Emotional Memory

Self-Enquiry Series – Inner Work

Emotional Memory: The Imprints That Trigger

An Emotional Memory is created by events in our lives that carry a noticeable emotional charge. Most times when a traumatizing emotional experience occurs, there is a corresponding Fight, Flight, or Freeze response connected to the incident. If we have not fully processed a traumatic event and our minds have not healed, these emotions create reactive neural networks within the limbic system of our brain. In turn, this carries an energetic Fight, Flight, or Freeze signature response connected to that memory.

The result is the consolidation of our beliefs and perceptions, in our subconscious mind, leading to corresponding thoughts and behavioural patterns. When emotional memories become embedded, a personal shadow is created. Once created, the shadow will automatically react whenever the emotional memory is triggered by similar circumstances and events throughout our life.

The Fight, Flight, or Freeze Response

The Fight or Flight response is a biochemical reaction that exists in humans and animals when we experience intense stress or fear. 

The sympathetic nervous system releases stress hormones (epinephrine, adrenaline, and norepinephrine noradrenaline) into the bloodstream causing a chain of reactions throughout the body. Examples include increased heart rate and a rise in blood pressure. This is a physiological reaction that prepares the individual to respond to attacks or events that can be perceived as harmful or a threat to survival.

Humans, unlike animals, are not properly equipped to manage the stress hormones that are generated by The Fight, Flight, or Freeze mechanism. Because of this, our past experiences often leave traces of trauma within the psyche, brain, and physical body.

Animals, on the other hand, have built-in mechanisms to rid themselves of the built-up energy and stagnation of stress hormones after a Fight, Flight, or Freeze response incident. Once out of danger, they release their trauma by vigorously shivering  – literally shaking it out of their body.

The Fight, Flight, or Freeze response in modern humans is mostly triggered by fear-based beliefs created by previous experiences of emotional trauma. This often results in poor decision-making and the projection of false reality,  usually resulting in physical and emotional suffering.

The Shadow: The Disowned Parts of Ourselves

When we talk about the shadow, we are referring to the part of ourselves that we are either consciously unaware of or have chosen to hide from the rest of the world.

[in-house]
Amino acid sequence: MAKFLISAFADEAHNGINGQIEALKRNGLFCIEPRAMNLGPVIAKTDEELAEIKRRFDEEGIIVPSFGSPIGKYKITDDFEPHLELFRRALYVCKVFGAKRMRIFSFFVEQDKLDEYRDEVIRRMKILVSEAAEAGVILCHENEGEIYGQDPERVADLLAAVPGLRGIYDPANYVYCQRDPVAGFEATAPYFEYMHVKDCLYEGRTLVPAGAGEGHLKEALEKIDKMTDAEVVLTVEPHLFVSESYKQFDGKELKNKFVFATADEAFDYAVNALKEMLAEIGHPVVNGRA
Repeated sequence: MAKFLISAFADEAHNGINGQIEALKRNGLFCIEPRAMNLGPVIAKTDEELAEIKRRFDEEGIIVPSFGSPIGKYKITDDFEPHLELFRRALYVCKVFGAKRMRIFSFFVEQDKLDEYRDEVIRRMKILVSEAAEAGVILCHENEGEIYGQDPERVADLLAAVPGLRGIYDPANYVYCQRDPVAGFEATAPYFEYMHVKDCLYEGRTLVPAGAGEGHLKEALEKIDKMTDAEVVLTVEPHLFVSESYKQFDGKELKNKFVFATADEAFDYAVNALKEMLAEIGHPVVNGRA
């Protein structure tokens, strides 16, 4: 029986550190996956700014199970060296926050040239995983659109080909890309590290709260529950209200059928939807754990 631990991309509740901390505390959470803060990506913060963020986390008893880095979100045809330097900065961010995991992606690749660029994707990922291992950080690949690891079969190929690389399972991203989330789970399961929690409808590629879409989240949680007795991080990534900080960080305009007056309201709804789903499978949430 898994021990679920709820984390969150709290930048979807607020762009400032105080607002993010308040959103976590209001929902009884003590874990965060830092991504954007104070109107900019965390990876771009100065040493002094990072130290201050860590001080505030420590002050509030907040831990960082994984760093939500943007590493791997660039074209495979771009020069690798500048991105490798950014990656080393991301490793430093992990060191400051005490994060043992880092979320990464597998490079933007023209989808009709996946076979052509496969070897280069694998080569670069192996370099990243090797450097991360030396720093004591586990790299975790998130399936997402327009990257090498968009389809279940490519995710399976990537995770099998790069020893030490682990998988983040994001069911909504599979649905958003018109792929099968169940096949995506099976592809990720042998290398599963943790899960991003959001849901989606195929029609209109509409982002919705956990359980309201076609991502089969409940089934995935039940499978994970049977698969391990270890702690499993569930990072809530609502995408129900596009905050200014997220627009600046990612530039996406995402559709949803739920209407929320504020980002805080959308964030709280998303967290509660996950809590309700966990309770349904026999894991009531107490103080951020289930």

Our shadows contain both positive and negative aspects. Other terms used to describe the shadow may include “the inner child”, “soul loss”, “wounded self” or, in the Western field of psychology, a type of “personality disorder”, “archetypes of consciousness” or simply “parts of the psyche”.

The Shadow is often formed by self-limiting beliefs that generate patterns of thought and behaviour. These can go on to create suffering through repetitive, negative experiences and cycles we establish in our everyday lives.

The shadow aspects of our psyche run like an underlying program in the background of our subconscious mind. Previously experienced trauma may create limiting beliefs and negative thought patterns that affirm themselves in our day-to-day lives, and lead to the experience of suffering and destructive behaviours as we try to ‘cope’. Examples include aggression, depression, addictions, and escapism.

When these processes are repeated, we end up in a feedback loop of mind-chatter; a state of false perception which leads to destructive actions and consequences.

The Shadow exists because we have become disconnected and unaware of these parts of ourselves, while we are subconsciously triggered to remember and re-experience pain from previous emotional memories.

Everyone has their shadows. A part of the inner work is finding the courage to take responsibility and be accountable for them. Once we accept and embrace them as a part of ourselves and commit to the inner work needed for transformation, we can befriend and integrate the shadows side of the Self.

The Unmet Needs of the Shadow

Another aspect of the Shadow is the parts of our psyche we have ignored and suppressed, creating unmet needs in the process. Common examples include deep-rooted emotions like shame, guilt, fear, or anger, plus instinctive urges like sexual and creative expressions. When we neglect our personal needs and core values in life, the balance between our mind and heart becomes unstable and we wind up feeling discontented.

When we fail to acknowledge the roots of our own humanity and our natural instincts, we create compulsive disorders and habits in an attempt to fulfill our needs. We often keep these compulsions hidden from the world, creating another component of the Shadow.

By recognising and accepting the forgotten emotional memories of our past, our unmet needs, and the hidden natural instinctual expressions of being human, we can begin to heal the deeper aspects of ourselves.


​​Article by Louie Valotti – Co Founder of Genesis & Facilitator 

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